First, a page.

Local lawyer/filmmaker/activist Steve Edmiston released his finalé ‘The Briefing: Episode 19 – Fini,’ where he wraps up his ongoing documentary project that takes on the Port of Seattle, Sea-Tac Airport and the Federal Aviation Administration.

Edmiston is responding to an FAA and Port staff briefing in Spring, 2017 that he contends was both incomplete and inadequate because it failed to convey, among other things, data on the harms being caused to humans and the environment by airplanes.

The goals of this project include using Edmiston’s collected public comments as the spine of a feature documentary film.

As a private citizen, under Port bylaws, Edmiston must provide his own 43-minute briefing – the same time provided to the FAA and Port staff – in two-minute public comment segments. Edmiston estimates the project will take 9 to 12 months to complete.

Here’s a transcript of his final public comments, given on Mar. 12, 2019:

Thank you, Commissioners. My name is Steve Edmiston. As I stated when I began just over one year ago, I am here to give you the briefing that you actually asked for from the FAA and your staff about the impacts of aircraft noise and emissions on our quality of life in the airport neighbor communities. My goal has been to provide the – and I’m quoting myself – the full-story, no sugar-coating, fact-based briefing that you should have had. Because I am limited to public comment, I have been giving you this briefing in two minute segments, now 21 comments to date.

Because this is the final public comment for this phase of The Briefing Project, and because I believe we have all maintained a high bar of civility in this very democratic process, I beg your discretion today – I intend to go long. I don’t think it will be too long – a few extra minutes. And while I know going beyond the red-light buzzer may violate Port Bylaw Article VI, Section 10(e)(1), I also know that it is within the discretion of the Presiding officer and your Bylaws to set, reset, and expand the time. So, as Serenity’s Captain Reynolds once said, “I aim to misbehave.” Even if just a little bit. I hope you grant this one-time indulgence, although being dragged away from a microphone by security is almost always good for a filmmaker when film is rolling.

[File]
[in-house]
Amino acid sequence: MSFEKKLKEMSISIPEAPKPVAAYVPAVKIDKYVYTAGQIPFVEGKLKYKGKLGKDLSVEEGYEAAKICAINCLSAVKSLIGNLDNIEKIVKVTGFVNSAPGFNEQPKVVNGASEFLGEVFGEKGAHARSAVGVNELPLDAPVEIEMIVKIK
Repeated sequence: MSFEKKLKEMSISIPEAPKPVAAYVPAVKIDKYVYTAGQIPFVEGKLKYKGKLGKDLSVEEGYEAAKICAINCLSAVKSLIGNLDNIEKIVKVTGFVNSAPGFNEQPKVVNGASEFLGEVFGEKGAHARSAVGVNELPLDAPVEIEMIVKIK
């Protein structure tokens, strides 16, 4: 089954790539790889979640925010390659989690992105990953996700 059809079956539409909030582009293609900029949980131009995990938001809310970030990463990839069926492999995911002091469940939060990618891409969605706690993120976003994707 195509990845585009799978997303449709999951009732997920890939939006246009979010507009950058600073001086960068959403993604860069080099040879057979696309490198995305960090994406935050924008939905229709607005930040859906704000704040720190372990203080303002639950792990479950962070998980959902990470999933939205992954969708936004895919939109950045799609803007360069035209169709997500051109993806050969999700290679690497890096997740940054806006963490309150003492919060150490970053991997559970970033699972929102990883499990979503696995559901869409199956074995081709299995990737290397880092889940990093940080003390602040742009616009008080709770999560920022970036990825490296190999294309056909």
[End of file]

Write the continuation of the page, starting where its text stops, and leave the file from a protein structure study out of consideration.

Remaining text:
I shall return to provide you copies of the press kits I’ll be using as The Briefing Project moves to its next phase – production of the documentary. Each contains a full transcript of the briefing; all slides and related documents; and a few surprises.

Today I do want to acknowledge some very good things the Port has in done this past year. To frame them, we must review the stakes of this project. As stated in last June’s film theory episode “Intermission,” the stakes in a film story are defined by a quest. The stakes might be to destroy a Death Star. Or save Private Ryan. Or expose the Watergate cover-up in All the President’s Men.

Here, the stakes were conveyed in last November’s The Lost Cause episode. They are this: will any of you act to adopt the 10 Port of Seattle Airport Neighbor Community Accords to secure Port action to protect our health and the environment? As I advised four months ago, the Accords are designed to provide citizens a simple, ongoing, public measurement – a scorecard for how each of you act, or fail to act, respond or fail to respond, to the information provided in this briefing. Any one of you can introduce these Accords, and they can be implemented to the extent permitted by law, just as you have done on issues you care passionately about such as immigration, climate change, and human trafficking. As such, the Accords are within your authority. Your action, or inaction, simply reflects your choices and values.